Education Resource Gaps in Australia Are Amongst the Largest in the OECD

The following is a summary of a new Education Research Paper by Save Our Schools. It can be downloaded below.

Data published by the OECD’s Programme for International Student Assessment (PISA) 2022 show that Australia has one of the most inequitable school systems in the OECD in how resources are allocated between schools and school systems. There are huge resource gaps between advantaged and disadvantaged schools in Australia that are amongst the largest in the OECD.

61% of Australian 15 year-old students had their learning hindered by a shortage of teachers in 2022. This was the 10th largest proportion in the OECD. This compares with 17% in PISA 018. The increase of 44 percentage points was the 3rd largest in the OECD. The resource shortage had a large negative impact on average student mathematics achievement, which was the 2nd largest decline in the OECD.

Over one-quarter (27%) of students had their learning hindered by a lack of fully qualified teachers. This was the 14th largest in the OECD and similar to the OECD average of 25%. However, the negative impact on mathematics achievement was large and Australia had the  3rd biggest decline in the OECD.

Low socio-economic status (SES) schools in Australia are highly disadvantaged in their access to educational staff and other school resources.

Low SES schools face much greater shortages of educational staff than high SES schools. The shortage gap was the largest in the OECD in 2022 as it was in PISA 2015 and PISA 2018. The gap has increased since 2018.

Low SES schools have a much larger shortage of educational materials than high SES schools. The gap is the 5th largest in the OECD.

Over one-fifth (21%) of students in low SES schools lack digital resources compared to only 2% in high SES schools. The gap is the 6th largest in the OECD.

All OECD countries except the UK and Australia have lower class sizes in low SES schools than in high SES schools. Low SES schools in Australia have similar class sizes and student-teacher ratios as high SES schools. While the difference in class size between low and high SES schools are minor in several countries, 20 out of 35 countries had three or more fewer students per class in low SES schools than in high SES schools as a way of addressing disadvantage.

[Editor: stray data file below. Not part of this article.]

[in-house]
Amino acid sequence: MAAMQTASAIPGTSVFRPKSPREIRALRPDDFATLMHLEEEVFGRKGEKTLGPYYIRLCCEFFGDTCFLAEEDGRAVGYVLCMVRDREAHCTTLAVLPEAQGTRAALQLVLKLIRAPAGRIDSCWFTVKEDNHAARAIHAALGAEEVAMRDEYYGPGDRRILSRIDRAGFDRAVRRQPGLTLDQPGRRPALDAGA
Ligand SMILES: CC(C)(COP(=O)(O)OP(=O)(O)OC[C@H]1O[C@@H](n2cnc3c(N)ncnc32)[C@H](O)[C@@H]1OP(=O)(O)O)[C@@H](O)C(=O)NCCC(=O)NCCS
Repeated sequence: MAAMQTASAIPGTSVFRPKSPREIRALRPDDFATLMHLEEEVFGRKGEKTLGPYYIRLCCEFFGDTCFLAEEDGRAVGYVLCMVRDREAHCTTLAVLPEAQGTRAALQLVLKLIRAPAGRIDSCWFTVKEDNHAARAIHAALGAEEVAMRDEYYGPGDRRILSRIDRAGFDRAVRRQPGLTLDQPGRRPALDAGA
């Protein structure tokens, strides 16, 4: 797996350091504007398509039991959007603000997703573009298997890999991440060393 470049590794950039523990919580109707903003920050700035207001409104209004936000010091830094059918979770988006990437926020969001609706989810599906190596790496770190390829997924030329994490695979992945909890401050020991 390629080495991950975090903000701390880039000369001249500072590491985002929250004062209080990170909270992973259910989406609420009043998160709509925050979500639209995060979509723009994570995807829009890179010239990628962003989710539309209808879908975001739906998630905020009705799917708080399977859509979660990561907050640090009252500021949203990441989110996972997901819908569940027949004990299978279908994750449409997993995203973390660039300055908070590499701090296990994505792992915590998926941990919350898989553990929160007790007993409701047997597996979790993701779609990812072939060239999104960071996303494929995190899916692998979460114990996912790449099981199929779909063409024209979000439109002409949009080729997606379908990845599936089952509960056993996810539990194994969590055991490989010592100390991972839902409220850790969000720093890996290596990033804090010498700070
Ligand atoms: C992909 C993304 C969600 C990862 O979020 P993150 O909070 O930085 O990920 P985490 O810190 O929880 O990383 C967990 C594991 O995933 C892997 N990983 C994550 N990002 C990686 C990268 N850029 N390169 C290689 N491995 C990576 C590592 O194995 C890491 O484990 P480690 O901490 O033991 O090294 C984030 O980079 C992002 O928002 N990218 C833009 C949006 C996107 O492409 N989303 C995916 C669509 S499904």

ublic schools face greater shortages of educational staff, educational materials and digital resources than do private schools.  The gaps are the 10th, 9th and 12th largest in the OECD.

Rural schools face greater shortages than city schools. The gaps were the 3rd , 5th and  9th largest in the OECD. 

These resource gaps are having a major negative impact on student achievement, especially for disadvantaged students. Low SES and other disadvantaged 15 year-old students are about five years of learning behind their high SES peers.

Australian governments are effectively discriminating against low SES students and schools in terms of their access to resources. They have failed to ensure high quality teaching and other resources in these schools while high SES schools have amongst the most and best quality resources in the OECD.

The resource gaps reflect long-standing major funding gaps. Funding increases over the past decade or more have heavily favoured private schools which enrol only a minority of low SES and other disadvantaged students. Public schools enrol over 80% of disadvantaged students and over 90% of disadvantaged schools are public schools. Despite this, public schools are only funded at 87.6% of their Schooling Resource Standard (SRS) in2024 while private schools are funded at 104.9% of their SRS.

The immediate priority is to increase funding for public schools to 100% of their SRS by 2028. This includes ending the accounting tricks that defraud public schools of about $2 billion each year. The Commonwealth should increase its funding share of the SRS of public schools to 25% to meet its national responsibilities for improving school outcome and greater equity in education. After decades of under-funding public schools, state governments must also increase their funding shares of the SRS by 2028.

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